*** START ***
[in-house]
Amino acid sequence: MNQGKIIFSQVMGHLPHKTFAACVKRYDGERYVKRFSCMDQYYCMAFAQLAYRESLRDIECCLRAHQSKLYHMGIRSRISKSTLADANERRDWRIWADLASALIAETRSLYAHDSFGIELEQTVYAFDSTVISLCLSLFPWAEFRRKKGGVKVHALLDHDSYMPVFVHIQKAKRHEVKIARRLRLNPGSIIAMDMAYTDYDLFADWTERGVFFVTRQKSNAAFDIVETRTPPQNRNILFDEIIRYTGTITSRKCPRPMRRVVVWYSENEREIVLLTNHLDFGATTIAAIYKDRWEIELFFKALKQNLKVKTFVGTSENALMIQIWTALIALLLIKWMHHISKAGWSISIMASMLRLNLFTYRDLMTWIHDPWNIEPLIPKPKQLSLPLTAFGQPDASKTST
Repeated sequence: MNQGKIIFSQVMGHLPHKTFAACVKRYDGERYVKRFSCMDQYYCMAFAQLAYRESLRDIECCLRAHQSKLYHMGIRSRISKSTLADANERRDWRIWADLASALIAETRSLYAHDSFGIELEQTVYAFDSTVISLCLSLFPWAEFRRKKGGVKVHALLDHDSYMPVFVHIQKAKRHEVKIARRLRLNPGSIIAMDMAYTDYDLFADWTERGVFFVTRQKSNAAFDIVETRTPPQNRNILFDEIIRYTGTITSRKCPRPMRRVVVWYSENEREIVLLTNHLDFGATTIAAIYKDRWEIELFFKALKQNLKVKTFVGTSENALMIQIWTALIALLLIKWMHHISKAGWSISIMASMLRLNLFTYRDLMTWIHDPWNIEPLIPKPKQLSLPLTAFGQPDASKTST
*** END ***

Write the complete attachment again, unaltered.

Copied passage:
[in-house]
Amino acid sequence: MNQGKIIFSQVMGHLPHKTFAACVKRYDGERYVKRFSCMDQYYCMAFAQLAYRESLRDIECCLRAHQSKLYHMGIRSRISKSTLADANERRDWRIWADLASALIAETRSLYAHDSFGIELEQTVYAFDSTVISLCLSLFPWAEFRRKKGGVKVHALLDHDSYMPVFVHIQKAKRHEVKIARRLRLNPGSIIAMDMAYTDYDLFADWTERGVFFVTRQKSNAAFDIVETRTPPQNRNILFDEIIRYTGTITSRKCPRPMRRVVVWYSENEREIVLLTNHLDFGATTIAAIYKDRWEIELFFKALKQNLKVKTFVGTSENALMIQIWTALIALLLIKWMHHISKAGWSISIMASMLRLNLFTYRDLMTWIHDPWNIEPLIPKPKQLSLPLTAFGQPDASKTST
Repeated sequence: MNQGKIIFSQVMGHLPHKTFAACVKRYDGERYVKRFSCMDQYYCMAFAQLAYRESLRDIECCLRAHQSKLYHMGIRSRISKSTLADANERRDWRIWADLASALIAETRSLYAHDSFGIELEQTVYAFDSTVISLCLSLFPWAEFRRKKGGVKVHALLDHDSYMPVFVHIQKAKRHEVKIARRLRLNPGSIIAMDMAYTDYDLFADWTERGVFFVTRQKSNAAFDIVETRTPPQNRNILFDEIIRYTGTITSRKCPRPMRRVVVWYSENEREIVLLTNHLDFGATTIAAIYKDRWEIELFFKALKQNLKVKTFVGTSENALMIQIWTALIALLLIKWMHHISKAGWSISIMASMLRLNLFTYRDLMTWIHDPWNIEPLIPKPKQLSLPLTAFGQPDASKTST